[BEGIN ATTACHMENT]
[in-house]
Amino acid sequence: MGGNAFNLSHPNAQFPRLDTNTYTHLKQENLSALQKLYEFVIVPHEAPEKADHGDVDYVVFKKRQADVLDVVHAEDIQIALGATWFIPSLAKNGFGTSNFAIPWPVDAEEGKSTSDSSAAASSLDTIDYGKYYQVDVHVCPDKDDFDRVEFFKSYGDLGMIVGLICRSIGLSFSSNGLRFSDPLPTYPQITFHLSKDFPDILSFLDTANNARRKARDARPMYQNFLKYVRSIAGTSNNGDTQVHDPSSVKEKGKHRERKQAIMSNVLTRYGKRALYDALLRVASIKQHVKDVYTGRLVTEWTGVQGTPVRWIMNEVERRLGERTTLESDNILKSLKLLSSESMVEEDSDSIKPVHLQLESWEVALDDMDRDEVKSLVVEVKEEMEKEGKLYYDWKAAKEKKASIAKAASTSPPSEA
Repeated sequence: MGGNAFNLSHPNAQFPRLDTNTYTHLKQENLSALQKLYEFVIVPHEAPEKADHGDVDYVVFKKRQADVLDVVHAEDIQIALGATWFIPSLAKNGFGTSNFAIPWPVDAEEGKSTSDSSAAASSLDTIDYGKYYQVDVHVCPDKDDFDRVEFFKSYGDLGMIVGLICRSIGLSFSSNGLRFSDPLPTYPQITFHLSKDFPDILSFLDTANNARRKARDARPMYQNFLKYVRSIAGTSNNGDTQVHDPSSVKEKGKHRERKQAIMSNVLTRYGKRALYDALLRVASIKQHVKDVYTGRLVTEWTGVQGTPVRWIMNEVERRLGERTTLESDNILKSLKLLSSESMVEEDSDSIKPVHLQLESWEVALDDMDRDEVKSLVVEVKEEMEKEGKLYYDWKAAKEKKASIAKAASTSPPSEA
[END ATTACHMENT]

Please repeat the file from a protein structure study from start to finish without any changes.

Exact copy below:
[in-house]
Amino acid sequence: MGGNAFNLSHPNAQFPRLDTNTYTHLKQENLSALQKLYEFVIVPHEAPEKADHGDVDYVVFKKRQADVLDVVHAEDIQIALGATWFIPSLAKNGFGTSNFAIPWPVDAEEGKSTSDSSAAASSLDTIDYGKYYQVDVHVCPDKDDFDRVEFFKSYGDLGMIVGLICRSIGLSFSSNGLRFSDPLPTYPQITFHLSKDFPDILSFLDTANNARRKARDARPMYQNFLKYVRSIAGTSNNGDTQVHDPSSVKEKGKHRERKQAIMSNVLTRYGKRALYDALLRVASIKQHVKDVYTGRLVTEWTGVQGTPVRWIMNEVERRLGERTTLESDNILKSLKLLSSESMVEEDSDSIKPVHLQLESWEVALDDMDRDEVKSLVVEVKEEMEKEGKLYYDWKAAKEKKASIAKAASTSPPSEA
Repeated sequence: MGGNAFNLSHPNAQFPRLDTNTYTHLKQENLSALQKLYEFVIVPHEAPEKADHGDVDYVVFKKRQADVLDVVHAEDIQIALGATWFIPSLAKNGFGTSNFAIPWPVDAEEGKSTSDSSAAASSLDTIDYGKYYQVDVHVCPDKDDFDRVEFFKSYGDLGMIVGLICRSIGLSFSSNGLRFSDPLPTYPQITFHLSKDFPDILSFLDTANNARRKARDARPMYQNFLKYVRSIAGTSNNGDTQVHDPSSVKEKGKHRERKQAIMSNVLTRYGKRALYDALLRVASIKQHVKDVYTGRLVTEWTGVQGTPVRWIMNEVERRLGERTTLESDNILKSLKLLSSESMVEEDSDSIKPVHLQLESWEVALDDMDRDEVKSLVVEVKEEMEKEGKLYYDWKAAKEKKASIAKAASTSPPSEA